Between the competition law and a competition culture: the case of Apple/Ireland


by Ana Filipa Afonseca, student of the Master´s degree in EU Law of UMinho

The importance of Apple’s case emerged when the journalist of the Irish Times asked the European Commission representative, Margrethe Vestager, in the press conference about the illegality of the aid provided by Ireland to Apple Sales International, if the Union wouldn’t be afraid of losing the investment of external companies with such sanctions. The answer given, without lyricism, made clear that the lesson wasn’t well-examined, after all, she simply answered “this is not a penalty, this is unpaid taxes”. The state aid prohibition read in the 107º TFEU conforms one of the most important competition laws, given that this mechanism contradicts the previous protectionist rules, inherent to the state individualism, in which the national independence was established through favouring State domestic economy to the detriment of other economies. Therefore, this response was surgical: urges the time for the Member States to finally consider the internal market as a single market, defined by the fair competition and this will be the main catch for future investment. Above all, the competition law demands an important shift of thought by the Member States – today we are not one.

The case Apple/Ireland raises several questions. Primarily, it takes into account the mould of the State aid, due to the fact that this is not a direct measure of tax exemption, fiscal guarantee, preferential  tax interest , favourable deals in the land acquisition, special rates, as in most cases, the Irish measure translates in a broad sense, in a advantage (expression used in the Case Italy versus European Commission 2nd of July of 1974, Process 173/73) that benefits the economic operator. The illegal aid converts into splitting of profit between Apple Sales International and Apple Operations Europe which the result implies that the Irish branch office would be subjected to the normal taxation of Irish companies, however, the head office where most of the profit was allocated, was not subjected to any kind of taxation and this was possible under the Irish tax law, which until 2013 allowed for so called ‘Stateless Companies’.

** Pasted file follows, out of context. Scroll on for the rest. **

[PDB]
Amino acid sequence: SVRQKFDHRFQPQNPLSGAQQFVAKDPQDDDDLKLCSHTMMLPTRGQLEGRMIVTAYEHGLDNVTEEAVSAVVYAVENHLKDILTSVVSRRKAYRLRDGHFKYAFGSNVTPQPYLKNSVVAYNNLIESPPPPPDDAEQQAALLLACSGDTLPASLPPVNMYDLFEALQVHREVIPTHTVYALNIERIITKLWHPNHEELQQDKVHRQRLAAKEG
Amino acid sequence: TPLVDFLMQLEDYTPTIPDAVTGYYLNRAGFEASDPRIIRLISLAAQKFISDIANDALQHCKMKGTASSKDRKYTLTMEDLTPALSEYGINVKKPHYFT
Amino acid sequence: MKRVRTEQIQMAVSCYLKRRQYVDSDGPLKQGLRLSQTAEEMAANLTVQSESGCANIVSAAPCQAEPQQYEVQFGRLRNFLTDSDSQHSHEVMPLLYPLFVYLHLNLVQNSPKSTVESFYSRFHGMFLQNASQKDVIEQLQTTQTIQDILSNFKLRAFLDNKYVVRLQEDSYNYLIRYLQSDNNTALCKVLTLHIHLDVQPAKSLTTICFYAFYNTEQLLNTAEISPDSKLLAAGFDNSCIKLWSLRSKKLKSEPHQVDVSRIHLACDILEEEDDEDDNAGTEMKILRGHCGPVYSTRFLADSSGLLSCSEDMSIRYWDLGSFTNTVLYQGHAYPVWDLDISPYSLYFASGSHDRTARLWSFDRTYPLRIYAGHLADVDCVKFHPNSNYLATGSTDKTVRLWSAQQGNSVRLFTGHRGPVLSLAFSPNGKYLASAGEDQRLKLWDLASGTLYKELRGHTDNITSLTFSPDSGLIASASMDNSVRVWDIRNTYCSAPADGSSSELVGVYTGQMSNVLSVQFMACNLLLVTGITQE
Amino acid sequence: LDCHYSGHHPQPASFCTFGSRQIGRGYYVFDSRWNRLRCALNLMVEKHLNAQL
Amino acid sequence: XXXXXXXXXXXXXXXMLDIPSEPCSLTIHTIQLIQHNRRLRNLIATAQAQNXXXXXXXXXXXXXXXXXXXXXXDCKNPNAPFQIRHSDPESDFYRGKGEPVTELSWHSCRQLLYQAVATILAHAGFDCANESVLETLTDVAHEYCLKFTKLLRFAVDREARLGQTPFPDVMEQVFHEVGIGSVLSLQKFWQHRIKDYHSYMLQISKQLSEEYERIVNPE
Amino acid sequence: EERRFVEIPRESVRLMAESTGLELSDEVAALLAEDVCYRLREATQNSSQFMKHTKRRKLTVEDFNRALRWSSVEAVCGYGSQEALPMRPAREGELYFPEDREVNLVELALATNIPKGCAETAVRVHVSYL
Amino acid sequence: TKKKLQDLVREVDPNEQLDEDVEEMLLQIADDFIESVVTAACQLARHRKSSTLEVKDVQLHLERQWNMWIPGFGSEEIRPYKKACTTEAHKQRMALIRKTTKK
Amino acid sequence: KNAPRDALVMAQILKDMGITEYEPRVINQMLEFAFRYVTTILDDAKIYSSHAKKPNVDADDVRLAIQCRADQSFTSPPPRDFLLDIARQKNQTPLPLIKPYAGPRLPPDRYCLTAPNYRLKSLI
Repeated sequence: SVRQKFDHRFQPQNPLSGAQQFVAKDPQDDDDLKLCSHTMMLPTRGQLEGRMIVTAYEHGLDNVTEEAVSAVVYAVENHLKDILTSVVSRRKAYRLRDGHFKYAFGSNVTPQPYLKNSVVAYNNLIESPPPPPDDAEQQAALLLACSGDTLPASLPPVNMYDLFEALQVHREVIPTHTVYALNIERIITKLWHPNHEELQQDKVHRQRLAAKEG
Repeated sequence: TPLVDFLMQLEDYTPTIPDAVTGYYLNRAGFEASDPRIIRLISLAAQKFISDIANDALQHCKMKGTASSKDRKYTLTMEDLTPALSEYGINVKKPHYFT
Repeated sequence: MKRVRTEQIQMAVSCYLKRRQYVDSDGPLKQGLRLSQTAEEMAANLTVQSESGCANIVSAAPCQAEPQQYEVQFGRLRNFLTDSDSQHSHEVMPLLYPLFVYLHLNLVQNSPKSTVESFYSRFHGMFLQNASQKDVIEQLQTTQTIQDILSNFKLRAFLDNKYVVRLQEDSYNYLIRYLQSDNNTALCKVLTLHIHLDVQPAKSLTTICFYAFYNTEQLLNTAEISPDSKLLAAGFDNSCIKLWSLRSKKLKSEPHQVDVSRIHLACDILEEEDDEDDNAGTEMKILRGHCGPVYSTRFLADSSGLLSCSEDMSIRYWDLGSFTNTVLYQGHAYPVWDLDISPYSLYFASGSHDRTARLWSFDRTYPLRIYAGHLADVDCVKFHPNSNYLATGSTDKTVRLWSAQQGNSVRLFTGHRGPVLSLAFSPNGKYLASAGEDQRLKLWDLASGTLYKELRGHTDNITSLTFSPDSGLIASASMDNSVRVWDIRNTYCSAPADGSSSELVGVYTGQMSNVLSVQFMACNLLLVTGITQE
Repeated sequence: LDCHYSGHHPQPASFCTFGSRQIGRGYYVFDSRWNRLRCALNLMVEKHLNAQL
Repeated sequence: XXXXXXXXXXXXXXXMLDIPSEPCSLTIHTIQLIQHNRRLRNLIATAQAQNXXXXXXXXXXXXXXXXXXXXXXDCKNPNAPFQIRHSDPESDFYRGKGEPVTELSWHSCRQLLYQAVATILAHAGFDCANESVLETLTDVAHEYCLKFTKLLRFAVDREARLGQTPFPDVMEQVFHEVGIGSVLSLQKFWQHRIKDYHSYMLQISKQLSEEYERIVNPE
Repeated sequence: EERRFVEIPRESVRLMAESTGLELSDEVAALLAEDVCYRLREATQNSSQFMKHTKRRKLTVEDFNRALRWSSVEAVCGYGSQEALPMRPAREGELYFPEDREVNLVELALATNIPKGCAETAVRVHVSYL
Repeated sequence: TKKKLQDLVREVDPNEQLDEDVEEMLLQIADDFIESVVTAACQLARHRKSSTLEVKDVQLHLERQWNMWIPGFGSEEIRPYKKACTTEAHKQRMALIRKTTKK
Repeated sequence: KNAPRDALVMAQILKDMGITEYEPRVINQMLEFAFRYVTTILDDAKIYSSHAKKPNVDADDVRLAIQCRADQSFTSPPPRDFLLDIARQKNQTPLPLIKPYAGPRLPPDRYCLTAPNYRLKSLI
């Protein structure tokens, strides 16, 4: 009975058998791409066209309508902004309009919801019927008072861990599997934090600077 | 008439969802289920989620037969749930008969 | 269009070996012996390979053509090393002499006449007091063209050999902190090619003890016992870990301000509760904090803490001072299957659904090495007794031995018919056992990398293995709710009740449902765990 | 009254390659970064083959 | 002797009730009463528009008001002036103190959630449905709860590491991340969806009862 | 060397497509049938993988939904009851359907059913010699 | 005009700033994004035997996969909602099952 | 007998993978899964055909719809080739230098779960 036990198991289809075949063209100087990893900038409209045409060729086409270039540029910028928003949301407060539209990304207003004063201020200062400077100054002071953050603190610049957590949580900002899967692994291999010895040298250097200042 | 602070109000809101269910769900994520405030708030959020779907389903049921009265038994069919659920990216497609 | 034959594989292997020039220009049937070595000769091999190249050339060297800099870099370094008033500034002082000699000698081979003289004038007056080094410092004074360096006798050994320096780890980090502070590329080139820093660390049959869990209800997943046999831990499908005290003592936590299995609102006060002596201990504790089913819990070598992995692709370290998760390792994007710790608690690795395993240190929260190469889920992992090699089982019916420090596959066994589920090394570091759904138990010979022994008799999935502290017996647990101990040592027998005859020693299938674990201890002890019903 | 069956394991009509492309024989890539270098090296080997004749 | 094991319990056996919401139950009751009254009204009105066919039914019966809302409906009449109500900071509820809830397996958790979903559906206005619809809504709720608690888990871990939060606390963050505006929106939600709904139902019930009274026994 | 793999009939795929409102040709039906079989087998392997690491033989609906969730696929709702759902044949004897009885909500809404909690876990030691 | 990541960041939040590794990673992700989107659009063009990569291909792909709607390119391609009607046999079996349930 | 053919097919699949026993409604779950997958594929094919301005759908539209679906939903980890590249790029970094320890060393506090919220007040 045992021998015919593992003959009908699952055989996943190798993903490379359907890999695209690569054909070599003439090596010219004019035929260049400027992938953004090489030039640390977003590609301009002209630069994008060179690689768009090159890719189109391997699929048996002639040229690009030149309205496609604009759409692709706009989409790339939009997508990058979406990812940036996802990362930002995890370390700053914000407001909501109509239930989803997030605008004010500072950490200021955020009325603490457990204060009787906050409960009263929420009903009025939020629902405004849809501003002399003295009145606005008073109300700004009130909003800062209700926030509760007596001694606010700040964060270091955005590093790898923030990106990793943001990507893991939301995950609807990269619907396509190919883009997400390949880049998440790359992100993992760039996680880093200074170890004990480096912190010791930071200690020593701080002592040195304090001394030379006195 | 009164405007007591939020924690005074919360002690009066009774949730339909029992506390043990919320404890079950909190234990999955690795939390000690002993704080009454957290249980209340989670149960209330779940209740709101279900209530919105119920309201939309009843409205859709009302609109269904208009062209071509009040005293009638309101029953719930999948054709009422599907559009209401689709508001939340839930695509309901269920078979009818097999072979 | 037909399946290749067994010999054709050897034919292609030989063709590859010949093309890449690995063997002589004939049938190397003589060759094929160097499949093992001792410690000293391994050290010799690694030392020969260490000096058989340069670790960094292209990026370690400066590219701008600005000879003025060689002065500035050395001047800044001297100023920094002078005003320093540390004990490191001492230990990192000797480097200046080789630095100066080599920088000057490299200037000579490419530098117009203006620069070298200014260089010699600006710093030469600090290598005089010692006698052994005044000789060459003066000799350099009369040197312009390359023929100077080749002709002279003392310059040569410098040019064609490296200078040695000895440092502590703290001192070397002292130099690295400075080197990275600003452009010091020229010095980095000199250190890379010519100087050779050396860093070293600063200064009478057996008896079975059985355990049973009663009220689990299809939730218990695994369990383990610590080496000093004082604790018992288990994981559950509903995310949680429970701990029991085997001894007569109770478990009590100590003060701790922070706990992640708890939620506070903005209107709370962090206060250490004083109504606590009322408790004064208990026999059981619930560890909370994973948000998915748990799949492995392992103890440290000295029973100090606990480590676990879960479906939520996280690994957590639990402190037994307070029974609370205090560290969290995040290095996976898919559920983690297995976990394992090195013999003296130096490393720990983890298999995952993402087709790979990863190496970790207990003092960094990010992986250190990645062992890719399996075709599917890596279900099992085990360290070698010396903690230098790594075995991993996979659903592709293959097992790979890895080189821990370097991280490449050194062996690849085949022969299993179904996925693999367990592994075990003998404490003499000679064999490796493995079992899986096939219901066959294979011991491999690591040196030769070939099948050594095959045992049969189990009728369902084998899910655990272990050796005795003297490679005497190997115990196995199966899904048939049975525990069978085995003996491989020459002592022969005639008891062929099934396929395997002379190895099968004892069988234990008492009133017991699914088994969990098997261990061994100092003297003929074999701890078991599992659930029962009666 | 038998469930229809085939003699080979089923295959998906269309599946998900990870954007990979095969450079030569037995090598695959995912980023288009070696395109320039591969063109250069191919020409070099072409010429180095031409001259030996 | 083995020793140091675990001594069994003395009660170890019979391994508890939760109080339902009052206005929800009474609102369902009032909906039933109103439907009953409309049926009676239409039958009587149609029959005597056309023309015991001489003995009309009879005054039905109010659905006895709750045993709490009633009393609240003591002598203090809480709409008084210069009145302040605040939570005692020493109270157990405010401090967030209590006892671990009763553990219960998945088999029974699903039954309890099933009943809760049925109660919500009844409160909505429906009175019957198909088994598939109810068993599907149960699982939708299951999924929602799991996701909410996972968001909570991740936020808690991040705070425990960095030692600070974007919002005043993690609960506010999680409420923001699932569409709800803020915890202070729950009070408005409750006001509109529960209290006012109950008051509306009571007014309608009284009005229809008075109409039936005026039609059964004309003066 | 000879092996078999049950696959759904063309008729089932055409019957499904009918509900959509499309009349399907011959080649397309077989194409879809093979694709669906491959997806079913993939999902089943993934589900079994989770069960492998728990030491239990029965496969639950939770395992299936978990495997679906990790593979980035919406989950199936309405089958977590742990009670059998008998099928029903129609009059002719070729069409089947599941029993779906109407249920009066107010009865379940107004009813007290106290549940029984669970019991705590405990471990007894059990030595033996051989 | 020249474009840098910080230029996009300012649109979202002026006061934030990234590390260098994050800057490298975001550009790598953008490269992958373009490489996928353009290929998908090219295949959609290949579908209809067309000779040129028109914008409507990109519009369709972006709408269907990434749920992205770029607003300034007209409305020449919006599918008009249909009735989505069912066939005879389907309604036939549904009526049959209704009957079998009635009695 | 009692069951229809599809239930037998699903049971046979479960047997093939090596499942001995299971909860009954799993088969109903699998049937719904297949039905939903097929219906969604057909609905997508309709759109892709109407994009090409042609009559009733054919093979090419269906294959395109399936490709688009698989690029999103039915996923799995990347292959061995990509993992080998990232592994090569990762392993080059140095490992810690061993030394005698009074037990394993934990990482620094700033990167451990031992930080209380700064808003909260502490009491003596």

Yet, this solution “distorts or threatens to distort competition” through a unjustified fostering of said company, and, as the Commission asserts, this Irish permission converts into an illegal aid contrary to the internal market. We would add that the state aid has been rewritten during  a time of crisis, this Irish rule that provided virtually total fiscal exemption to a group of companies, supposedly, justified by the necessity of recovering investment, it’s exemplary of the fact.

Furthermore, underlined by the decision of the Commission, the prohibition of the state aid in the Treaty applies in the Member States relationship with any company, European, American, or otherwise.

This statement brings a tough nut to crack. As this unsettlement seems to be a purely internal matter, given the fact that each Member State relates with other companies, not European, this being a matter of economic strategy, and may even question the sovereignty of Ireland’s taxation. This, apparently, being the main argument for the appeal.

Still, this argument is under-shadowed by the importance of the competition law, starting point of this brief commentary. The competition law was proof of a full economic integration. These rules are antagonist to the idea of “purely internal matters” that allow its distortion. Thus, despite the taxation in these cases might be determined by the Member State in cause, in the limit, these options can’t be converted into the uselessness of a whole culture of fair competition, as a symbol of a bigger integration: a political integration.

The debate was ignited, the Court of Justice will decide upon.

Picture credits: Tax  by Maialisa.

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